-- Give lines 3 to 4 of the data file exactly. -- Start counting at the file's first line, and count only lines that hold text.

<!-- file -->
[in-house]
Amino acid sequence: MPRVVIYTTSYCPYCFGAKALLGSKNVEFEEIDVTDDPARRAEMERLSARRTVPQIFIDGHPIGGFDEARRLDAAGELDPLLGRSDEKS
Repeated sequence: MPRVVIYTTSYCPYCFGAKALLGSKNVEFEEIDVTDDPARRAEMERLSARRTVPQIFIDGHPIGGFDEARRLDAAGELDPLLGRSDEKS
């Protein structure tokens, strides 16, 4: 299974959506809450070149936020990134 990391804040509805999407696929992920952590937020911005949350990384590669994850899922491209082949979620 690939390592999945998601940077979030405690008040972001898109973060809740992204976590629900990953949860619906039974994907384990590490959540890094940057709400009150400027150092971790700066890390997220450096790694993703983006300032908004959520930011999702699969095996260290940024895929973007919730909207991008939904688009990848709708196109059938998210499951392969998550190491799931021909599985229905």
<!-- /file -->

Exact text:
Repeated sequence: MPRVVIYTTSYCPYCFGAKALLGSKNVEFEEIDVTDDPARRAEMERLSARRTVPQIFIDGHPIGGFDEARRLDAAGELDPLLGRSDEKS
């Protein structure tokens, strides 16, 4: 299974959506809450070149936020990134 990391804040509805999407696929992920952590937020911005949350990384590669994850899922491209082949979620 690939390592999945998601940077979030405690008040972001898109973060809740992204976590629900990953949860619906039974994907384990590490959540890094940057709400009150400027150092971790700066890390997220450096790694993703983006300032908004959520930011999702699969095996260290940024895929973007919730909207991008939904688009990848709708196109059938998210499951392969998550190491799931021909599985229905």